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I was hoping to create a custom proof environment where along with the qed symbol it also mentions what was the claim that was proved. I thought the following would work:

\newenvironment{myproof}[1]%
{\vspace{1ex}\noindent{\em Pf.}\hspace{0.5em}}%
{\hfill{\tiny \qed (#1)}\vspace{1ex}}

I thought \begin{myproof}{Claim 42} ..\end{myproof} would work but it doesn't. After some googling I figured that it was because the argument is not passed on to \endmyproof.

Is there any fix to this? Or is this just bad TeX?

PS: FWIW, I was writing down a proof and had a small claim inside. The QED on the claim was a bit misleading that the proof of the Theorem was done. So this seemed like a natural(?) thing to do.

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Actually, this seems to be a duplicate of Why can't the end code of an environment contain an argument?. –  Paŭlo Ebermann Aug 17 '11 at 15:11
    
Oh, I did not realise. I searched briefly for a similar question here and couldn't find this one. I should have searched a bit more before posting this perhaps. Sorry about the repost. –  Ramprasad Aug 17 '11 at 15:24
    
No problem, some (not too many) duplicates are good - they help others to find the right answer. I found it in the list of "Related" questions at the right. –  Paŭlo Ebermann Aug 17 '11 at 15:26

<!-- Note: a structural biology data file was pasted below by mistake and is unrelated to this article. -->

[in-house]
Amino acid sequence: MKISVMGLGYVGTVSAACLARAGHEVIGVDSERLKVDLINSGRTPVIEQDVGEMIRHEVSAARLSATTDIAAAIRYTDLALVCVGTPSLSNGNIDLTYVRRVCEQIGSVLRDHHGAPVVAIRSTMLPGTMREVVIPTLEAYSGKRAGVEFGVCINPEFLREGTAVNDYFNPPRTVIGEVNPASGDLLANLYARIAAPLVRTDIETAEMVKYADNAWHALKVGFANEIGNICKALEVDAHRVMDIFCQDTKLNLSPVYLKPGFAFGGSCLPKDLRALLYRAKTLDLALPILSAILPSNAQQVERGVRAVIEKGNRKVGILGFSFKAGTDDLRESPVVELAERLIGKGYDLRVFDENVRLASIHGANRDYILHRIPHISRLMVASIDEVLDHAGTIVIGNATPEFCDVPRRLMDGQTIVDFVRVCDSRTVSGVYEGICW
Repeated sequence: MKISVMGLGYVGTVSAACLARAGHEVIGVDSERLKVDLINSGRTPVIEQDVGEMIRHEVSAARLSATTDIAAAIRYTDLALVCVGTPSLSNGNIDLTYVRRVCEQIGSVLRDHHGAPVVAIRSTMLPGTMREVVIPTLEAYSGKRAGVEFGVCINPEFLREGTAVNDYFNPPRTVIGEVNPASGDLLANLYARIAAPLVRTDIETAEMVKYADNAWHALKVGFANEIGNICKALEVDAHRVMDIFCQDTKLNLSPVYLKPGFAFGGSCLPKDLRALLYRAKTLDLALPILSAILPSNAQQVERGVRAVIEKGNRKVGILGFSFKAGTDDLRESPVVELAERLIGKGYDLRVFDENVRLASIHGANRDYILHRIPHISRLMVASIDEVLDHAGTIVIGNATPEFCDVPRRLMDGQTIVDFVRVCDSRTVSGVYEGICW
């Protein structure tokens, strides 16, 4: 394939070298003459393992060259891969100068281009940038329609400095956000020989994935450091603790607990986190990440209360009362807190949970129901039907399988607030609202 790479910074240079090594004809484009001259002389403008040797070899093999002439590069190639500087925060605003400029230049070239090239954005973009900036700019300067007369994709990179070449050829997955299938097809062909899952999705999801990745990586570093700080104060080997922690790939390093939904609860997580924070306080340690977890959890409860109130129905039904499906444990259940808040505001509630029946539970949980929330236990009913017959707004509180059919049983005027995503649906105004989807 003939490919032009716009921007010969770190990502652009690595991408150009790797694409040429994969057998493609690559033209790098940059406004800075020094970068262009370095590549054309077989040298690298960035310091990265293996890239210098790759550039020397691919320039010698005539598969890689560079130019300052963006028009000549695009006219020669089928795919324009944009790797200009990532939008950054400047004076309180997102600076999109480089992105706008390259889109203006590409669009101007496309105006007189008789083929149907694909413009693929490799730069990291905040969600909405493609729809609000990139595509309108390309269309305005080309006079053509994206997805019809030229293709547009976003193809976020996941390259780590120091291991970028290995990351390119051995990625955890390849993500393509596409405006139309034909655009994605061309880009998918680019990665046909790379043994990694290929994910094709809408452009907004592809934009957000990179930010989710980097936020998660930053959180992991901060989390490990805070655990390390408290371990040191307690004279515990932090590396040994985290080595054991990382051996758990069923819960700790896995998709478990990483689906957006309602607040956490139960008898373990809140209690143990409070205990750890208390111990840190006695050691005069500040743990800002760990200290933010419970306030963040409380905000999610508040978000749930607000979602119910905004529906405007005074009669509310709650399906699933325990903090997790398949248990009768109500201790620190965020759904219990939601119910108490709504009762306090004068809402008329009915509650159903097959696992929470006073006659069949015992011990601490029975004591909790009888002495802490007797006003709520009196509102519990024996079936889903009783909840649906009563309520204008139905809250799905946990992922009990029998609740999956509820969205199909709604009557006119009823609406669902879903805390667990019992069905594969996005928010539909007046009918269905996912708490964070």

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1 Answer 1

up vote 4 down vote accepted

The \newenvironment{myproof} command behind the scenes actually defines two macros: \myproof and \endmyproof. These will be called by the \begin and \end commands to do the job. By the way of how \begin and \end work, only \begin can pass any arguments to the underlying macro, and thus \newenvironment only defines arguments for \myproof.

You can work around this by defining a temporary macro in \myproof and using its value in \endmyproof:

\newenvironment{myproof}[1]%
{\vspace{1ex}\noindent{\em Pf.}\hspace{0.5em}\def\myproofname{#1}}%
{\hfill{\tiny \qed (\myproofname)}\vspace{1ex}}

(If you put this environment definition in a package file, you could name this temporary macro \myproof@name, to avoid usage in the document and clashes.)

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I think that needs to be a \gdef to make it work... –  Seamus Aug 17 '11 at 14:54
    
Why? \myproof and \endmyproof will be executed in the same group (created by \begin and \end), if you don't manually stop and restart the group between. –  Paŭlo Ebermann Aug 17 '11 at 14:56
    
That worked like a charm! Thanks a lot! –  Ramprasad Aug 17 '11 at 14:57
    
You're right. I was doing this earlier and I had the \def inside another environment and the use of the macro outside it... –  Seamus Aug 17 '11 at 15:01
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